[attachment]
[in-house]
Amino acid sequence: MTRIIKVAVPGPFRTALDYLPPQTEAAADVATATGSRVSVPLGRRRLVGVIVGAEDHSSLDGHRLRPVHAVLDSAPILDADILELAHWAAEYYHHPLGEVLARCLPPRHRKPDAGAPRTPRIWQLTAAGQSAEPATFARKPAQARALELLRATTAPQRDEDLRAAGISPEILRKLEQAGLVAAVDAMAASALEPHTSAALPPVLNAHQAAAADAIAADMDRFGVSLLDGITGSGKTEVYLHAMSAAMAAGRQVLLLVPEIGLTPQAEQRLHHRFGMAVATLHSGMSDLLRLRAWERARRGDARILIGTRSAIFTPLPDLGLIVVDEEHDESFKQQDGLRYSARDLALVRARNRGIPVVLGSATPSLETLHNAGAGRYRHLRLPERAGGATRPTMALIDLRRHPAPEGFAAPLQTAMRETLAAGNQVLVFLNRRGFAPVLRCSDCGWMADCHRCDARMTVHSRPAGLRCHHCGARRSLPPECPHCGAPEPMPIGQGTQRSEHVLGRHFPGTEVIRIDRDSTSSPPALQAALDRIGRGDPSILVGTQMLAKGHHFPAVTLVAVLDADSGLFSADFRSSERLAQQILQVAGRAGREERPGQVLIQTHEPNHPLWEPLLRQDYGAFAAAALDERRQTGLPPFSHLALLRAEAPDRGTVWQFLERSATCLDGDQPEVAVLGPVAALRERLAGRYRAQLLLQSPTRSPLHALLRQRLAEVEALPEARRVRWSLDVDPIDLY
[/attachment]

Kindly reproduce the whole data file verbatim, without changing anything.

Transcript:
[in-house]
Amino acid sequence: MTRIIKVAVPGPFRTALDYLPPQTEAAADVATATGSRVSVPLGRRRLVGVIVGAEDHSSLDGHRLRPVHAVLDSAPILDADILELAHWAAEYYHHPLGEVLARCLPPRHRKPDAGAPRTPRIWQLTAAGQSAEPATFARKPAQARALELLRATTAPQRDEDLRAAGISPEILRKLEQAGLVAAVDAMAASALEPHTSAALPPVLNAHQAAAADAIAADMDRFGVSLLDGITGSGKTEVYLHAMSAAMAAGRQVLLLVPEIGLTPQAEQRLHHRFGMAVATLHSGMSDLLRLRAWERARRGDARILIGTRSAIFTPLPDLGLIVVDEEHDESFKQQDGLRYSARDLALVRARNRGIPVVLGSATPSLETLHNAGAGRYRHLRLPERAGGATRPTMALIDLRRHPAPEGFAAPLQTAMRETLAAGNQVLVFLNRRGFAPVLRCSDCGWMADCHRCDARMTVHSRPAGLRCHHCGARRSLPPECPHCGAPEPMPIGQGTQRSEHVLGRHFPGTEVIRIDRDSTSSPPALQAALDRIGRGDPSILVGTQMLAKGHHFPAVTLVAVLDADSGLFSADFRSSERLAQQILQVAGRAGREERPGQVLIQTHEPNHPLWEPLLRQDYGAFAAAALDERRQTGLPPFSHLALLRAEAPDRGTVWQFLERSATCLDGDQPEVAVLGPVAALRERLAGRYRAQLLLQSPTRSPLHALLRQRLAEVEALPEARRVRWSLDVDPIDLY